Fig. 2
figure 2

Kaplan–Meier curves showing mortality in HIV-infected individuals, by chronic HBV co-infection status

Using log-rank test, crude analysis shows a statistically significant difference in the probability of survival between HIV mono-infected individuals and HIV/HBV co-infected individuals (p = 0.0117) as shown in Fig. 2.

Multiple Cox regression analysis

The median time to mortality was 47.4 months (range 1.5–47.7 months). Table 3 shows the results of the univariate and multiple survival model. Crude analysis shows a statistically significant association of co-infection and time to mortality. All covariates included in the analysis-co-infection status, sex, age, residence, alcohol use, WHO-HIV stages, years since initiation of ART, smoking, history of tuberculosis, and TDF use-were statistically significant, except for TDF use, and were included in the Cox regression model. However, the adjusted analysis failed to identify an association with time to mortality between co-infected and mono-infected groups: adjusted hazard ratio (aHR) of 0.84 and a 95% CI of 0.52–1.36. Multiple Cox regression analysis of covariates stratified by co-infection status shows that among 18,216 (94.9%) observations retained for multiple Cox regression analysis, sex, and age, province of residence, drinking alcohol, WHO clinical staging of HIV/AIDS and time from ART initiation were predictive mortality in both crude and adjusted analysis. For example, compared to females, and holding other covariates constant, males had a 1.39 times higher aHR and the difference was statistically significant. Compared to people residing in the capital city, Kigali, those residing in the northern, southern and western province had a higher aHR. Our results show that individuals who initiated ART at least 7 years prior to their HBV diagnosis had lower mortality compared to those on ART for lesser than 7 years, Table 3.

Table 3 Unadjusted and adjusted Cox regression analysis of factors associated with survival stratified by HBV coinfection status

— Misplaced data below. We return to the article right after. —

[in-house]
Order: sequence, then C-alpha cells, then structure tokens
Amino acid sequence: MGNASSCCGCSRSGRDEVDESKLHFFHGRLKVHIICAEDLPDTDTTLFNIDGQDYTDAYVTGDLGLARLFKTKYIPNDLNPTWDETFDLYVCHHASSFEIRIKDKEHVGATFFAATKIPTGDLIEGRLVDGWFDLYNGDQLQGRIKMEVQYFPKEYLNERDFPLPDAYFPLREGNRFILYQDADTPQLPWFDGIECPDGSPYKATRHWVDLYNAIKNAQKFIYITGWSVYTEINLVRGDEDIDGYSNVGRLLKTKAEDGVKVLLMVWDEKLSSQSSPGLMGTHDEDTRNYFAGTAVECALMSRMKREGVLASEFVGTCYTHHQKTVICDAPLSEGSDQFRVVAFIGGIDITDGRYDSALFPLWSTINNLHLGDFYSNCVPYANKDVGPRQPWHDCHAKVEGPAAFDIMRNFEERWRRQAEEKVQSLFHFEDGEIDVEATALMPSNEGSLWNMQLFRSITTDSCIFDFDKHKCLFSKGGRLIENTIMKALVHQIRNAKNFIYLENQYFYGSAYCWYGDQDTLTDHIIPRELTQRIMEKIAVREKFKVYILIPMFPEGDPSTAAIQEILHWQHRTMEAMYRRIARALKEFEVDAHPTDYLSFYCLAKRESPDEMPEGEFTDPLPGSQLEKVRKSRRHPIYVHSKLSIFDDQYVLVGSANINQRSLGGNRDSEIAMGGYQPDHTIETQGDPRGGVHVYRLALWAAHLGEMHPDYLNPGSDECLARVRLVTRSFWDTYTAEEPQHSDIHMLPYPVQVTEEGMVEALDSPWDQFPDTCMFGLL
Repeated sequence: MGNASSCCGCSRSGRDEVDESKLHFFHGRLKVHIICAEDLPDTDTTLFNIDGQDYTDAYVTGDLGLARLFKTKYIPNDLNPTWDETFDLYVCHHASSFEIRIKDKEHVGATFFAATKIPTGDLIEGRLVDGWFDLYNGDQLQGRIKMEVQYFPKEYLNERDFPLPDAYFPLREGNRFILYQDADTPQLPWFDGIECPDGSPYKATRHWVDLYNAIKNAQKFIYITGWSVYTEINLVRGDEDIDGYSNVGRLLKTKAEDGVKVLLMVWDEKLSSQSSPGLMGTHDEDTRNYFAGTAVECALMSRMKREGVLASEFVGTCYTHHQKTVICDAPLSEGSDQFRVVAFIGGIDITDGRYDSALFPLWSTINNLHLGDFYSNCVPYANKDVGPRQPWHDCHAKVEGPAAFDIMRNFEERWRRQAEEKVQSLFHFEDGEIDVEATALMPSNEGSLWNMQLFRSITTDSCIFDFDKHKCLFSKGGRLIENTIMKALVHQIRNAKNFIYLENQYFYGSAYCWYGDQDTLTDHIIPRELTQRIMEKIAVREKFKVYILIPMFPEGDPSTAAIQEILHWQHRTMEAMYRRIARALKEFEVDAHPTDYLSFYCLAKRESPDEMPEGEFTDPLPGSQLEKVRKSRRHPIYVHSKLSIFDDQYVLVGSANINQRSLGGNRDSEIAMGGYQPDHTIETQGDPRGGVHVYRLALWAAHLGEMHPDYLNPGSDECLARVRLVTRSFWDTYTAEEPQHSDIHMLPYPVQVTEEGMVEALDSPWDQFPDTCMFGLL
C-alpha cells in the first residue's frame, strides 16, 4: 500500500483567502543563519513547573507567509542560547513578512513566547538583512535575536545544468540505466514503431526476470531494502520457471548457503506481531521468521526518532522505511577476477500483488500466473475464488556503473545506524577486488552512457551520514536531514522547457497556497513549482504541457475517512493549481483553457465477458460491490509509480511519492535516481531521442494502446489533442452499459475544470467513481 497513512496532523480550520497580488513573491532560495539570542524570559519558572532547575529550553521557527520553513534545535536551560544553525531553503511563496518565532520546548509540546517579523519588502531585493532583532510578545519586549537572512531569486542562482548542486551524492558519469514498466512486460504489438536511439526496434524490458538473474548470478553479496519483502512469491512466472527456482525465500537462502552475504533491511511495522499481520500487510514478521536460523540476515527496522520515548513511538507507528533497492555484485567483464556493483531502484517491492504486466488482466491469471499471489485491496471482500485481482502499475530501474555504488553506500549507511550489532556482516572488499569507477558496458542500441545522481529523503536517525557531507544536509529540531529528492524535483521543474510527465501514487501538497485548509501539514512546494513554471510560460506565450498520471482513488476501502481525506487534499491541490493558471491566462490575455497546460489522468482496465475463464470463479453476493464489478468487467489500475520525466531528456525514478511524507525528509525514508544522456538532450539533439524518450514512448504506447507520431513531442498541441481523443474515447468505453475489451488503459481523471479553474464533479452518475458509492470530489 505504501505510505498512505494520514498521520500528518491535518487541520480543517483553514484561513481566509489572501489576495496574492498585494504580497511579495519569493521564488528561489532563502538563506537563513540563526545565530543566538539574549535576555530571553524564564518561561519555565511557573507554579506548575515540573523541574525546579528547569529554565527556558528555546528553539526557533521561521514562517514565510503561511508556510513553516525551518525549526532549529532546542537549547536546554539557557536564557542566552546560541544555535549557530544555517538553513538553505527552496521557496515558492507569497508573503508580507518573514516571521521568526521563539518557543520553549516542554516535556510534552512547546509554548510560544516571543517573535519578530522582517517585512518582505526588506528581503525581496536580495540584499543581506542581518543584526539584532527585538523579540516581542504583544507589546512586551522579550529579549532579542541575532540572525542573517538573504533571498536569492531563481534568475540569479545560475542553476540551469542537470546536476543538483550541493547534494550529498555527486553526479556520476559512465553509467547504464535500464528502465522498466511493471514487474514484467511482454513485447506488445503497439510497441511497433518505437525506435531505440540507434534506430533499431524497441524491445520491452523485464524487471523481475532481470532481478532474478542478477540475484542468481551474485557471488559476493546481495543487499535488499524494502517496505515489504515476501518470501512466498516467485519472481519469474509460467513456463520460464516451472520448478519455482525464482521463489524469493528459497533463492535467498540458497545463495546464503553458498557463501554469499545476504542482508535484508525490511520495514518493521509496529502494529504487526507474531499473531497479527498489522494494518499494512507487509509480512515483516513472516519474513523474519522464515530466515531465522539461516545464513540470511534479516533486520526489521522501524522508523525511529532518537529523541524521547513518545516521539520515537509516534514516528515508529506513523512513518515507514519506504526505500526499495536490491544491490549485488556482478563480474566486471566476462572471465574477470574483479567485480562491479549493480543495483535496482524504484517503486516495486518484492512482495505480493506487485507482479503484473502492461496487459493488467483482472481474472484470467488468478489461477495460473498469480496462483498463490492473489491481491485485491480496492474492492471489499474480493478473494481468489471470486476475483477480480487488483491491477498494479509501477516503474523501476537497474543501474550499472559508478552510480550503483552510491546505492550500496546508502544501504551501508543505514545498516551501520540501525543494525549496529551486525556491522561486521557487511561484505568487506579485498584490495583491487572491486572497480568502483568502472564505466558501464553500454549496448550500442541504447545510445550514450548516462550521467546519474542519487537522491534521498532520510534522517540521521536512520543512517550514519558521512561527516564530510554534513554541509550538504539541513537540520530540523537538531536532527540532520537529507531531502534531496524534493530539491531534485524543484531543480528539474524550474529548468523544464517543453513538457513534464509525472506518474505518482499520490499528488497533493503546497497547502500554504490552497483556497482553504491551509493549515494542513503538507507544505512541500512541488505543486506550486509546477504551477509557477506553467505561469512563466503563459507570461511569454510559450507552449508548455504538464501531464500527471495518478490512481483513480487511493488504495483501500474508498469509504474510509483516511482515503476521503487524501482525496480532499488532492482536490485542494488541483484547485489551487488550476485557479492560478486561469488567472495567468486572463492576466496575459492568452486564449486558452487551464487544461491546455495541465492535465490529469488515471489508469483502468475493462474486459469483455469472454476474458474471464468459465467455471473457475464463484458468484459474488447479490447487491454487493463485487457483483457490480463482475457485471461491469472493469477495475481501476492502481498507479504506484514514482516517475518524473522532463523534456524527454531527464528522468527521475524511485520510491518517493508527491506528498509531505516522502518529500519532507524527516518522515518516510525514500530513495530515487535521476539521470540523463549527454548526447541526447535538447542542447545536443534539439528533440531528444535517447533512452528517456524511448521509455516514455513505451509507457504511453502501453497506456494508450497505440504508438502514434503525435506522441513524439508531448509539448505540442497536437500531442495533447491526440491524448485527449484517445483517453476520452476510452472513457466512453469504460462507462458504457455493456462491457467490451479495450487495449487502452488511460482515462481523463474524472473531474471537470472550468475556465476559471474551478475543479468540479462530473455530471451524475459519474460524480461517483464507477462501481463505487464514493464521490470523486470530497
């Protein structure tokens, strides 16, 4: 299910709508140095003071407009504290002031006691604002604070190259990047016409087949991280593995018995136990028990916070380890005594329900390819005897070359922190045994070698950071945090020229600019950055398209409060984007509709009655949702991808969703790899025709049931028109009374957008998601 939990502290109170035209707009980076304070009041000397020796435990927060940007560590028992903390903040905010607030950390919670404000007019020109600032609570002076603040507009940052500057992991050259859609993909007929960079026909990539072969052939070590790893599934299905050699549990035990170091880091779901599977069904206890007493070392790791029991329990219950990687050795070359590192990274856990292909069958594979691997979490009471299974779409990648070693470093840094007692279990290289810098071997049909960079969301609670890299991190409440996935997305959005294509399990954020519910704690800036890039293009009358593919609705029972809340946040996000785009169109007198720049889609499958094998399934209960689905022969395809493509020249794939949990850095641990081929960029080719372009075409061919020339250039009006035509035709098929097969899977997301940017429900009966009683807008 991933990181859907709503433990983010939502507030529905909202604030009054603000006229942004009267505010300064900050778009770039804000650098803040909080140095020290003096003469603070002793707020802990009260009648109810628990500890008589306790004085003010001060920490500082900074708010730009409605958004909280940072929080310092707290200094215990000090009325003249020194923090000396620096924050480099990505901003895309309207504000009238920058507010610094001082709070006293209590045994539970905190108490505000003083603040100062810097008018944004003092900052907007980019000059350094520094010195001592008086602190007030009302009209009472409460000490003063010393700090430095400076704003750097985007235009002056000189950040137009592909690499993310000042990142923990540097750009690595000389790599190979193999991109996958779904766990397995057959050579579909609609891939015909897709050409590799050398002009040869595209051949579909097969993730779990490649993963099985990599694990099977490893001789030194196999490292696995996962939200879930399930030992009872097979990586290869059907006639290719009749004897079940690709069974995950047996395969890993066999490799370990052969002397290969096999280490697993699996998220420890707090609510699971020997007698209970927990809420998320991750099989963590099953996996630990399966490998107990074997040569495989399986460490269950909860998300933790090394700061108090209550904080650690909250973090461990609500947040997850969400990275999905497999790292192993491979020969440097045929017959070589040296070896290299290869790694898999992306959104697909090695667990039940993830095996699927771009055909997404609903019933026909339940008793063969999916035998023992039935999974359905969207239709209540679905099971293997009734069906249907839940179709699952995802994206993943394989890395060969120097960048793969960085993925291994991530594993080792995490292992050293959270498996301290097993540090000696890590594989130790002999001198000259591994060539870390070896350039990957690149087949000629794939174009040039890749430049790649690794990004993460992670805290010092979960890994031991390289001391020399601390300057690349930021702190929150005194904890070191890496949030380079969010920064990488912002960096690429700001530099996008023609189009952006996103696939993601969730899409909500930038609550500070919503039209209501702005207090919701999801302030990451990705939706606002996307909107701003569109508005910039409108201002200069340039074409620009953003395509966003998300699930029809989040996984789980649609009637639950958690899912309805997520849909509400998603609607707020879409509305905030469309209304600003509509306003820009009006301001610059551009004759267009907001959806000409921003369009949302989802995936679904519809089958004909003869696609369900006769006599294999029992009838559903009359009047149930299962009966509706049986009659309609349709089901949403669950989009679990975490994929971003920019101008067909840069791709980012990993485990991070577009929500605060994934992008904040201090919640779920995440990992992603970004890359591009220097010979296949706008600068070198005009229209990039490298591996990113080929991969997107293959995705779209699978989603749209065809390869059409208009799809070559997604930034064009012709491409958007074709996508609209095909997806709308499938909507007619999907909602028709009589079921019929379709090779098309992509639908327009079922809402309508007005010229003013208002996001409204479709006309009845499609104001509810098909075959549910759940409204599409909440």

Discussion

Our results show that chronic HBV co-infection is not associated with time to mortality in HIV-infected individuals in Rwanda. We consider the following are reasons for minimal effect of HBV–HIV co-infection on increased mortality. First, by the end of 2007, about 10 years before participants in the current study could be tested for HBV, 80% of eligible HIV-positive Rwandans were on ART [26] a primary reason for a possible reduction in overall HIV-related mortality in Rwanda. We further note that 17,947/18,459 (97.2%) of our study population were on highly active antiretroviral therapy (HAART), and of these 13,339 (72.3%) were on a TDF-based regimen. In fact, TDF has been used in first-line ART in Rwanda since 2009 and various research studies have shown that it reduces HBV replication [27], thereby improving HIV outcomes, including mortality. Second, 100% of our population was on Lamividine (also known as 3TC, Epivir), another drug that reduces HBV replication [28]. Third, we consider our study population to be individuals who have succeeded or survived a past where the risk of infection and mortality was higher due to poor health infrastructure and insufficient knowledge of HIV and HBV in the population. In fact, African populations have carried a huge proportion of HBV infection for decades [29] and it is therefore indisputable that chronic HBV is a major risk factor for mortality in untreated individuals [30], and anti-HBV drugs have recently been introduced in African countries [31]. Consultation with traditional healers in the past is another reason that may increase the progression of the disease and the many deaths of HBV chronically infected individuals. Fourth, we suspect differences in mortality can be observed over longer periods of follow-up beyond the follow-up time after HBV diagnosis allowed by our study. Finally, our population displayed good clinical control of HIV infection as measured by CD4 cell counts, HIV RNA load, adherence to antiretroviral therapy, comorbidities including TB and WHO-HIV clinical stage. Nevertheless, a meta-analysis of studies conducted before the introduction of HAART found an increase in mortality among HBV–HIV co-infected individuals compared to mono-infected individuals [7]. However, all studies included in the review were from developed countries in Europe and the United States, and no studies were conducted in Africa. In contrast, a cohort study of HIV-infected persons enrolled between 1984 and 2003 in Greece found no impact of HBV co-infection on all-cause mortality. In another recent study conducted by Thornton [10], an increase in all-cause mortality following HBV and HIV co-infection was found in England. Higher mortality among co-infected individuals in developed countries may not translate to higher mortality in developing countries since the demographic distribution of co-infected individuals and access to prevention and treatment services between the two contexts is importantly different. For example, co-infected individuals from developed countries are more likely to be intravenous drug users and men who have sex with men, with potential differences in adherence to treatment contributing to higher mortality [10].